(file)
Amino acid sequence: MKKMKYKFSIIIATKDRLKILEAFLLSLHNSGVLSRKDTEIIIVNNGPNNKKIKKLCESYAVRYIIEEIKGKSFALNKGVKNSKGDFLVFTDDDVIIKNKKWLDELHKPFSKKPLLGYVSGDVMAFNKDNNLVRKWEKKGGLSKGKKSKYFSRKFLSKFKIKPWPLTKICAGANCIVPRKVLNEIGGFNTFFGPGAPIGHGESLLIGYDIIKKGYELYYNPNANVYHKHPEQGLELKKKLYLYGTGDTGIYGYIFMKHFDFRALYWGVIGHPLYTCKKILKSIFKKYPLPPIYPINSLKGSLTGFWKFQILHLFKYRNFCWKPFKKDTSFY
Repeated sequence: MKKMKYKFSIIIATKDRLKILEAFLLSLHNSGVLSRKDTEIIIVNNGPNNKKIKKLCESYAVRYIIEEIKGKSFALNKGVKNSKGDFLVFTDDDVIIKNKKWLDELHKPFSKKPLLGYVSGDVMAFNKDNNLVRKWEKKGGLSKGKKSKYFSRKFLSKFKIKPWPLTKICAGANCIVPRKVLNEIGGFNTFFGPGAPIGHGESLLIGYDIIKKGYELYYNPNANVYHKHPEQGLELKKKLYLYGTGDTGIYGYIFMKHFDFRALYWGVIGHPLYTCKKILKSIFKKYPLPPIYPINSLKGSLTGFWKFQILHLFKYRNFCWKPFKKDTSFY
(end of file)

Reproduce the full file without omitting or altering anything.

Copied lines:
Amino acid sequence: MKKMKYKFSIIIATKDRLKILEAFLLSLHNSGVLSRKDTEIIIVNNGPNNKKIKKLCESYAVRYIIEEIKGKSFALNKGVKNSKGDFLVFTDDDVIIKNKKWLDELHKPFSKKPLLGYVSGDVMAFNKDNNLVRKWEKKGGLSKGKKSKYFSRKFLSKFKIKPWPLTKICAGANCIVPRKVLNEIGGFNTFFGPGAPIGHGESLLIGYDIIKKGYELYYNPNANVYHKHPEQGLELKKKLYLYGTGDTGIYGYIFMKHFDFRALYWGVIGHPLYTCKKILKSIFKKYPLPPIYPINSLKGSLTGFWKFQILHLFKYRNFCWKPFKKDTSFY
Repeated sequence: MKKMKYKFSIIIATKDRLKILEAFLLSLHNSGVLSRKDTEIIIVNNGPNNKKIKKLCESYAVRYIIEEIKGKSFALNKGVKNSKGDFLVFTDDDVIIKNKKWLDELHKPFSKKPLLGYVSGDVMAFNKDNNLVRKWEKKGGLSKGKKSKYFSRKFLSKFKIKPWPLTKICAGANCIVPRKVLNEIGGFNTFFGPGAPIGHGESLLIGYDIIKKGYELYYNPNANVYHKHPEQGLELKKKLYLYGTGDTGIYGYIFMKHFDFRALYWGVIGHPLYTCKKILKSIFKKYPLPPIYPINSLKGSLTGFWKFQILHLFKYRNFCWKPFKKDTSFY